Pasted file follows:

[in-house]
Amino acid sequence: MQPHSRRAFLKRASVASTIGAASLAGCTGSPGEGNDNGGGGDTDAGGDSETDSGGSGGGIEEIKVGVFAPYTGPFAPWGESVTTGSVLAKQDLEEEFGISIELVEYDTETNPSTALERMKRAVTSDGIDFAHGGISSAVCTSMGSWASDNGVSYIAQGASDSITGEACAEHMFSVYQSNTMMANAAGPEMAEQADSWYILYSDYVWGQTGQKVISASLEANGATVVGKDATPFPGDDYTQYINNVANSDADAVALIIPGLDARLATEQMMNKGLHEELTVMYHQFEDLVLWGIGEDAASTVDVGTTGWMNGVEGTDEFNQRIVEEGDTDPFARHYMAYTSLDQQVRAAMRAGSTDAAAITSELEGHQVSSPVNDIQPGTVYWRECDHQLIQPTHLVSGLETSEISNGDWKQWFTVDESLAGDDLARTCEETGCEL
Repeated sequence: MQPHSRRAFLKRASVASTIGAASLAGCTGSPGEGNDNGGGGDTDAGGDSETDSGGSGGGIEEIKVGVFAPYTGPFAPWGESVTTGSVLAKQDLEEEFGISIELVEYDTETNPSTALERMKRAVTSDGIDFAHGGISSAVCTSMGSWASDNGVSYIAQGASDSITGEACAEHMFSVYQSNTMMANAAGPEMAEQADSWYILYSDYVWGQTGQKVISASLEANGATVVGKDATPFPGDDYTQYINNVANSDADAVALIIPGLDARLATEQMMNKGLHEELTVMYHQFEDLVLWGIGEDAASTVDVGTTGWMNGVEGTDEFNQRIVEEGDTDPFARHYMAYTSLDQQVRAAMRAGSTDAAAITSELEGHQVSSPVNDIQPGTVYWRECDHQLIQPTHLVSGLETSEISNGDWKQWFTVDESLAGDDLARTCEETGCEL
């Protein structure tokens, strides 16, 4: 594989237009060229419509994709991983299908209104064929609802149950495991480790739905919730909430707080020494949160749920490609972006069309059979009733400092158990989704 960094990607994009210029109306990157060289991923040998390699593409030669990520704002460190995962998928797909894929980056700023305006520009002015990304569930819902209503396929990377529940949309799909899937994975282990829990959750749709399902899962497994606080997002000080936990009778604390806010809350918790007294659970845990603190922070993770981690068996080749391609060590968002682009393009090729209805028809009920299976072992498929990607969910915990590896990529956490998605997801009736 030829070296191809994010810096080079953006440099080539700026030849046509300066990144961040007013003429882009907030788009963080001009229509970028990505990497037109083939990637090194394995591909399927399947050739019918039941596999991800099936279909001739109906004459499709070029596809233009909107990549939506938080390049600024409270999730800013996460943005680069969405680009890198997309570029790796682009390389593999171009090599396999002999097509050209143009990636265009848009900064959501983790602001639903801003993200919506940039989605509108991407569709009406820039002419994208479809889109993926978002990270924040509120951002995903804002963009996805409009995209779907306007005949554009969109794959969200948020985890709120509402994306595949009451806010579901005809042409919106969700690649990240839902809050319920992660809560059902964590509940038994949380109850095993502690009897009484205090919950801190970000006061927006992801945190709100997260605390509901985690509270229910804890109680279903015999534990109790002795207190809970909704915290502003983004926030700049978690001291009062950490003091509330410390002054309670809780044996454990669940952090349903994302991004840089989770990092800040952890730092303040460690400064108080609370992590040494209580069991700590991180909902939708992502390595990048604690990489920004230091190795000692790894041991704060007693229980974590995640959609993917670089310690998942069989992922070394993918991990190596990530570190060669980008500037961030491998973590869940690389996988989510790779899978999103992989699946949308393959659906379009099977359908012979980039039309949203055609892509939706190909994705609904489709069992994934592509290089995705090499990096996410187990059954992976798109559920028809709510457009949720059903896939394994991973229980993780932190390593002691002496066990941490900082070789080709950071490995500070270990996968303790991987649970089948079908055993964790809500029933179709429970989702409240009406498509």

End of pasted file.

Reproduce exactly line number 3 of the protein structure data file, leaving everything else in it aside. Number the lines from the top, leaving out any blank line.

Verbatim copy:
Repeated sequence: MQPHSRRAFLKRASVASTIGAASLAGCTGSPGEGNDNGGGGDTDAGGDSETDSGGSGGGIEEIKVGVFAPYTGPFAPWGESVTTGSVLAKQDLEEEFGISIELVEYDTETNPSTALERMKRAVTSDGIDFAHGGISSAVCTSMGSWASDNGVSYIAQGASDSITGEACAEHMFSVYQSNTMMANAAGPEMAEQADSWYILYSDYVWGQTGQKVISASLEANGATVVGKDATPFPGDDYTQYINNVANSDADAVALIIPGLDARLATEQMMNKGLHEELTVMYHQFEDLVLWGIGEDAASTVDVGTTGWMNGVEGTDEFNQRIVEEGDTDPFARHYMAYTSLDQQVRAAMRAGSTDAAAITSELEGHQVSSPVNDIQPGTVYWRECDHQLIQPTHLVSGLETSEISNGDWKQWFTVDESLAGDDLARTCEETGCEL